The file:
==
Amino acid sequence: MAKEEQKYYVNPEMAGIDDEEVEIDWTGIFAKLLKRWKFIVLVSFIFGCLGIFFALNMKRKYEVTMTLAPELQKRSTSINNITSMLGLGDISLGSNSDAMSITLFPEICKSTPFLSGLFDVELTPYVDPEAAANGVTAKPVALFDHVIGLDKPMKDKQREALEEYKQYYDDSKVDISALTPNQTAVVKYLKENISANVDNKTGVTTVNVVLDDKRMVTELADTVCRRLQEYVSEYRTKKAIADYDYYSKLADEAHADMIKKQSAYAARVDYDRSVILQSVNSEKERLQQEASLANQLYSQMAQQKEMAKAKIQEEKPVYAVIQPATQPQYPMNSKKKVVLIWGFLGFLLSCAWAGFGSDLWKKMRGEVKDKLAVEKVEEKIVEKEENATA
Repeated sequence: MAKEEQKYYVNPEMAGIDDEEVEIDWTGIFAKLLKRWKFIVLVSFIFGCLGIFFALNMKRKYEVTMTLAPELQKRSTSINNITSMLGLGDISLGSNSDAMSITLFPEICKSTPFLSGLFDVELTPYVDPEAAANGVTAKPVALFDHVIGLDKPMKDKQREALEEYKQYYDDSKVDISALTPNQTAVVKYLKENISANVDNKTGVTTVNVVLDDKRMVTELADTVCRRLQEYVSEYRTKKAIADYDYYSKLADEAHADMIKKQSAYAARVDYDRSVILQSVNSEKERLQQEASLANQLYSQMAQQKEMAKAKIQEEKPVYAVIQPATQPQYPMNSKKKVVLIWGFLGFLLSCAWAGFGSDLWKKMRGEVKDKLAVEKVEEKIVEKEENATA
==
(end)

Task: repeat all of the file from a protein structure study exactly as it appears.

Amino acid sequence: MAKEEQKYYVNPEMAGIDDEEVEIDWTGIFAKLLKRWKFIVLVSFIFGCLGIFFALNMKRKYEVTMTLAPELQKRSTSINNITSMLGLGDISLGSNSDAMSITLFPEICKSTPFLSGLFDVELTPYVDPEAAANGVTAKPVALFDHVIGLDKPMKDKQREALEEYKQYYDDSKVDISALTPNQTAVVKYLKENISANVDNKTGVTTVNVVLDDKRMVTELADTVCRRLQEYVSEYRTKKAIADYDYYSKLADEAHADMIKKQSAYAARVDYDRSVILQSVNSEKERLQQEASLANQLYSQMAQQKEMAKAKIQEEKPVYAVIQPATQPQYPMNSKKKVVLIWGFLGFLLSCAWAGFGSDLWKKMRGEVKDKLAVEKVEEKIVEKEENATA
Repeated sequence: MAKEEQKYYVNPEMAGIDDEEVEIDWTGIFAKLLKRWKFIVLVSFIFGCLGIFFALNMKRKYEVTMTLAPELQKRSTSINNITSMLGLGDISLGSNSDAMSITLFPEICKSTPFLSGLFDVELTPYVDPEAAANGVTAKPVALFDHVIGLDKPMKDKQREALEEYKQYYDDSKVDISALTPNQTAVVKYLKENISANVDNKTGVTTVNVVLDDKRMVTELADTVCRRLQEYVSEYRTKKAIADYDYYSKLADEAHADMIKKQSAYAARVDYDRSVILQSVNSEKERLQQEASLANQLYSQMAQQKEMAKAKIQEEKPVYAVIQPATQPQYPMNSKKKVVLIWGFLGFLLSCAWAGFGSDLWKKMRGEVKDKLAVEKVEEKIVEKEENATA